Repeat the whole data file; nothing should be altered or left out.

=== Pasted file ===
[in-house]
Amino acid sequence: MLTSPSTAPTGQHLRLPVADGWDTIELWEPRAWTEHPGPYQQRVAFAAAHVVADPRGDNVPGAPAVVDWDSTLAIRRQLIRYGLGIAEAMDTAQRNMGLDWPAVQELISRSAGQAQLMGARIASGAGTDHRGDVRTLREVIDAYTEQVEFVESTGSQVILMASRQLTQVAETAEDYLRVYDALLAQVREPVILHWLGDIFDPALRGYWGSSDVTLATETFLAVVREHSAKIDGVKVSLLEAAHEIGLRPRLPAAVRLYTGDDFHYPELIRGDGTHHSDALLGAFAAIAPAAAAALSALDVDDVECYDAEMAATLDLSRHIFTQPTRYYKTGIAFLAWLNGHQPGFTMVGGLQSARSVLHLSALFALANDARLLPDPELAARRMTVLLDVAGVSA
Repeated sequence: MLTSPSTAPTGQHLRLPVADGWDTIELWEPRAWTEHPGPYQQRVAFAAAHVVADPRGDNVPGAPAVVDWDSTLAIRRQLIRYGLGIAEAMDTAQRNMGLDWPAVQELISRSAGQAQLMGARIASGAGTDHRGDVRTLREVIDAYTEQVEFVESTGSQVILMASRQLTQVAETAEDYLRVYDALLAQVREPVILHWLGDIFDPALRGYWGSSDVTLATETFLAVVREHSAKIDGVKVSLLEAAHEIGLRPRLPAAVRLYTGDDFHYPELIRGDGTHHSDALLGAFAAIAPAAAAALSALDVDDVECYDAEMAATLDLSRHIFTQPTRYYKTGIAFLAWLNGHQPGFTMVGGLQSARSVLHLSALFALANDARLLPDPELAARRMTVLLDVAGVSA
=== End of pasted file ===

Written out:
[in-house]
Amino acid sequence: MLTSPSTAPTGQHLRLPVADGWDTIELWEPRAWTEHPGPYQQRVAFAAAHVVADPRGDNVPGAPAVVDWDSTLAIRRQLIRYGLGIAEAMDTAQRNMGLDWPAVQELISRSAGQAQLMGARIASGAGTDHRGDVRTLREVIDAYTEQVEFVESTGSQVILMASRQLTQVAETAEDYLRVYDALLAQVREPVILHWLGDIFDPALRGYWGSSDVTLATETFLAVVREHSAKIDGVKVSLLEAAHEIGLRPRLPAAVRLYTGDDFHYPELIRGDGTHHSDALLGAFAAIAPAAAAALSALDVDDVECYDAEMAATLDLSRHIFTQPTRYYKTGIAFLAWLNGHQPGFTMVGGLQSARSVLHLSALFALANDARLLPDPELAARRMTVLLDVAGVSA
Repeated sequence: MLTSPSTAPTGQHLRLPVADGWDTIELWEPRAWTEHPGPYQQRVAFAAAHVVADPRGDNVPGAPAVVDWDSTLAIRRQLIRYGLGIAEAMDTAQRNMGLDWPAVQELISRSAGQAQLMGARIASGAGTDHRGDVRTLREVIDAYTEQVEFVESTGSQVILMASRQLTQVAETAEDYLRVYDALLAQVREPVILHWLGDIFDPALRGYWGSSDVTLATETFLAVVREHSAKIDGVKVSLLEAAHEIGLRPRLPAAVRLYTGDDFHYPELIRGDGTHHSDALLGAFAAIAPAAAAALSALDVDDVECYDAEMAATLDLSRHIFTQPTRYYKTGIAFLAWLNGHQPGFTMVGGLQSARSVLHLSALFALANDARLLPDPELAARRMTVLLDVAGVSA